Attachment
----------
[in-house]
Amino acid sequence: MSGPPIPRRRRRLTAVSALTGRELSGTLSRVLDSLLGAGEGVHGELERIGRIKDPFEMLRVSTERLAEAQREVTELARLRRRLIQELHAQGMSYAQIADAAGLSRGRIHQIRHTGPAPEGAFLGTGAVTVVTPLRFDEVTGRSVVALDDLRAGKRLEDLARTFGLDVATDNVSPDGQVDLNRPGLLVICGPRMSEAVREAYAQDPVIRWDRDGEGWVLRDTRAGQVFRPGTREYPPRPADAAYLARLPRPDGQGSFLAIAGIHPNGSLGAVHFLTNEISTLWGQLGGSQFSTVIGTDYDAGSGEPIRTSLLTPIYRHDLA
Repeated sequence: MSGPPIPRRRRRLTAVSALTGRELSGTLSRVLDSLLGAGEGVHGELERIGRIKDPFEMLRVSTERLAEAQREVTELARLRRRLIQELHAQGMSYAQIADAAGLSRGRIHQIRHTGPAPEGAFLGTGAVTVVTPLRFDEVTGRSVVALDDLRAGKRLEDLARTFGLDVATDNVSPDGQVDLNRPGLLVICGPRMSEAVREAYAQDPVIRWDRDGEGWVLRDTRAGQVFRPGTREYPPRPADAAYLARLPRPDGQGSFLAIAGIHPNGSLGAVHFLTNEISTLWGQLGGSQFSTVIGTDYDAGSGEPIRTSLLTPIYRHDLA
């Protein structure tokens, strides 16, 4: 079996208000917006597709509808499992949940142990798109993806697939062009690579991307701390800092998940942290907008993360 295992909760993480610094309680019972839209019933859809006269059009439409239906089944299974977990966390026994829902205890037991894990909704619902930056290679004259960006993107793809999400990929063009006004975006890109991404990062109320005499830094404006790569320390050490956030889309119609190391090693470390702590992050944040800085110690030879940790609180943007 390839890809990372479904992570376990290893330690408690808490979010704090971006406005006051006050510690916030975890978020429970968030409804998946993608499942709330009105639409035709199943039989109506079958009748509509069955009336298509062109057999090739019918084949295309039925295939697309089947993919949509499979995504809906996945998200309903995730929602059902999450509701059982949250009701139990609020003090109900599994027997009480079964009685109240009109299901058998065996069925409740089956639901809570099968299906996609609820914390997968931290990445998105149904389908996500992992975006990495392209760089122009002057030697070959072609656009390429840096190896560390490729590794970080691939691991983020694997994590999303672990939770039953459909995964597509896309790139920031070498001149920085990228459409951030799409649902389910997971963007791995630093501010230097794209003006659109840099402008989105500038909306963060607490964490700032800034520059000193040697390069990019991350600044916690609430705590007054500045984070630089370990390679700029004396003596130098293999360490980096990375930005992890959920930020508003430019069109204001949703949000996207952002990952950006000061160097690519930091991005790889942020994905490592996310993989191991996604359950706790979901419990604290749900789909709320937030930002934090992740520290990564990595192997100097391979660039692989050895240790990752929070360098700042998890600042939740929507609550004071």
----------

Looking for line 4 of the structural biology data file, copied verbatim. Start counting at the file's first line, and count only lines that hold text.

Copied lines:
């Protein structure tokens, strides 16, 4: 079996208000917006597709509808499992949940142990798109993806697939062009690579991307701390800092998940942290907008993360 295992909760993480610094309680019972839209019933859809006269059009439409239906089944299974977990966390026994829902205890037991894990909704619902930056290679004259960006993107793809999400990929063009006004975006890109991404990062109320005499830094404006790569320390050490956030889309119609190391090693470390702590992050944040800085110690030879940790609180943007 390839890809990372479904992570376990290893330690408690808490979010704090971006406005006051006050510690916030975890978020429970968030409804998946993608499942709330009105639409035709199943039989109506079958009748509509069955009336298509062109057999090739019918084949295309039925295939697309089947993919949509499979995504809906996945998200309903995730929602059902999450509701059982949250009701139990609020003090109900599994027997009480079964009685109240009109299901058998065996069925409740089956639901809570099968299906996609609820914390997968931290990445998105149904389908996500992992975006990495392209760089122009002057030697070959072609656009390429840096190896560390490729590794970080691939691991983020694997994590999303672990939770039953459909995964597509896309790139920031070498001149920085990228459409951030799409649902389910997971963007791995630093501010230097794209003006659109840099402008989105500038909306963060607490964490700032800034520059000193040697390069990019991350600044916690609430705590007054500045984070630089370990390679700029004396003596130098293999360490980096990375930005992890959920930020508003430019069109204001949703949000996207952002990952950006000061160097690519930091991005790889942020994905490592996310993989191991996604359950706790979901419990604290749900789909709320937030930002934090992740520290990564990595192997100097391979660039692989050895240790990752929070360098700042998890600042939740929507609550004071």